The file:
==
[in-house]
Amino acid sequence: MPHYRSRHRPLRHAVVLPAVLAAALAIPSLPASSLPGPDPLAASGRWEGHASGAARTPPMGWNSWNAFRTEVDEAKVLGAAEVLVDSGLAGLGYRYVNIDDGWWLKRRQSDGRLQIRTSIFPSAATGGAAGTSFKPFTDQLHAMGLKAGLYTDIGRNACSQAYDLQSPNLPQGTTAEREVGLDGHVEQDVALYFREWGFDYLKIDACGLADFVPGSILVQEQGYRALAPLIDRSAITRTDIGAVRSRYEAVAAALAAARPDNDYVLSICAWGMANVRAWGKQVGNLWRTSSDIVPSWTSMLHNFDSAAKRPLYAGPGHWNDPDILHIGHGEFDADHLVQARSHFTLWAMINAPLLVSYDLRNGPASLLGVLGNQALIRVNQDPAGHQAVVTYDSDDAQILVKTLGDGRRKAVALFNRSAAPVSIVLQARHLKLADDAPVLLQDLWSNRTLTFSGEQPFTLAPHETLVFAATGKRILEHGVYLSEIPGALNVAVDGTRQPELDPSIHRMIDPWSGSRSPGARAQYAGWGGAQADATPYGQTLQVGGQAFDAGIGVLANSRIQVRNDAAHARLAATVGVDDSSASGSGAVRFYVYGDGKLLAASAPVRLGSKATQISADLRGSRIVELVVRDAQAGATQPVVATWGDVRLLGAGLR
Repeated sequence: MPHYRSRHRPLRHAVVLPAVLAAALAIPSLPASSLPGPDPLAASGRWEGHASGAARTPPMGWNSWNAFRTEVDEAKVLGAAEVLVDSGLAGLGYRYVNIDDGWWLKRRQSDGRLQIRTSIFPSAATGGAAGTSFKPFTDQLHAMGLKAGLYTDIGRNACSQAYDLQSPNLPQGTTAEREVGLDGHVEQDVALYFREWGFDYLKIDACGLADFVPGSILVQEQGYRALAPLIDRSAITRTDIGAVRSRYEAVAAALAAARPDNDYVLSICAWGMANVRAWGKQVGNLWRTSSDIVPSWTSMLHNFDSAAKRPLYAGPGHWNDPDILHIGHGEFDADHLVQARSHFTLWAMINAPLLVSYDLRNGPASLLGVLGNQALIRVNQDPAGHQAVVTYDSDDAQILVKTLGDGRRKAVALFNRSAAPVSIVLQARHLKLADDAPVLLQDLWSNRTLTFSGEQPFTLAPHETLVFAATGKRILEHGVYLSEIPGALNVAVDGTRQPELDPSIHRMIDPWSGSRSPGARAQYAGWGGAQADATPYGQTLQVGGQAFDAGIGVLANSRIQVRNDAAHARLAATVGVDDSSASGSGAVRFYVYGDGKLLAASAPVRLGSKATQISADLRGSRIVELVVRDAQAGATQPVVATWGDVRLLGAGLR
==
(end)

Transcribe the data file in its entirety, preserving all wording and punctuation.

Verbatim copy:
[in-house]
Amino acid sequence: MPHYRSRHRPLRHAVVLPAVLAAALAIPSLPASSLPGPDPLAASGRWEGHASGAARTPPMGWNSWNAFRTEVDEAKVLGAAEVLVDSGLAGLGYRYVNIDDGWWLKRRQSDGRLQIRTSIFPSAATGGAAGTSFKPFTDQLHAMGLKAGLYTDIGRNACSQAYDLQSPNLPQGTTAEREVGLDGHVEQDVALYFREWGFDYLKIDACGLADFVPGSILVQEQGYRALAPLIDRSAITRTDIGAVRSRYEAVAAALAAARPDNDYVLSICAWGMANVRAWGKQVGNLWRTSSDIVPSWTSMLHNFDSAAKRPLYAGPGHWNDPDILHIGHGEFDADHLVQARSHFTLWAMINAPLLVSYDLRNGPASLLGVLGNQALIRVNQDPAGHQAVVTYDSDDAQILVKTLGDGRRKAVALFNRSAAPVSIVLQARHLKLADDAPVLLQDLWSNRTLTFSGEQPFTLAPHETLVFAATGKRILEHGVYLSEIPGALNVAVDGTRQPELDPSIHRMIDPWSGSRSPGARAQYAGWGGAQADATPYGQTLQVGGQAFDAGIGVLANSRIQVRNDAAHARLAATVGVDDSSASGSGAVRFYVYGDGKLLAASAPVRLGSKATQISADLRGSRIVELVVRDAQAGATQPVVATWGDVRLLGAGLR
Repeated sequence: MPHYRSRHRPLRHAVVLPAVLAAALAIPSLPASSLPGPDPLAASGRWEGHASGAARTPPMGWNSWNAFRTEVDEAKVLGAAEVLVDSGLAGLGYRYVNIDDGWWLKRRQSDGRLQIRTSIFPSAATGGAAGTSFKPFTDQLHAMGLKAGLYTDIGRNACSQAYDLQSPNLPQGTTAEREVGLDGHVEQDVALYFREWGFDYLKIDACGLADFVPGSILVQEQGYRALAPLIDRSAITRTDIGAVRSRYEAVAAALAAARPDNDYVLSICAWGMANVRAWGKQVGNLWRTSSDIVPSWTSMLHNFDSAAKRPLYAGPGHWNDPDILHIGHGEFDADHLVQARSHFTLWAMINAPLLVSYDLRNGPASLLGVLGNQALIRVNQDPAGHQAVVTYDSDDAQILVKTLGDGRRKAVALFNRSAAPVSIVLQARHLKLADDAPVLLQDLWSNRTLTFSGEQPFTLAPHETLVFAATGKRILEHGVYLSEIPGALNVAVDGTRQPELDPSIHRMIDPWSGSRSPGARAQYAGWGGAQADATPYGQTLQVGGQAFDAGIGVLANSRIQVRNDAAHARLAATVGVDDSSASGSGAVRFYVYGDGKLLAASAPVRLGSKATQISADLRGSRIVELVVRDAQAGATQPVVATWGDVRLLGAGLR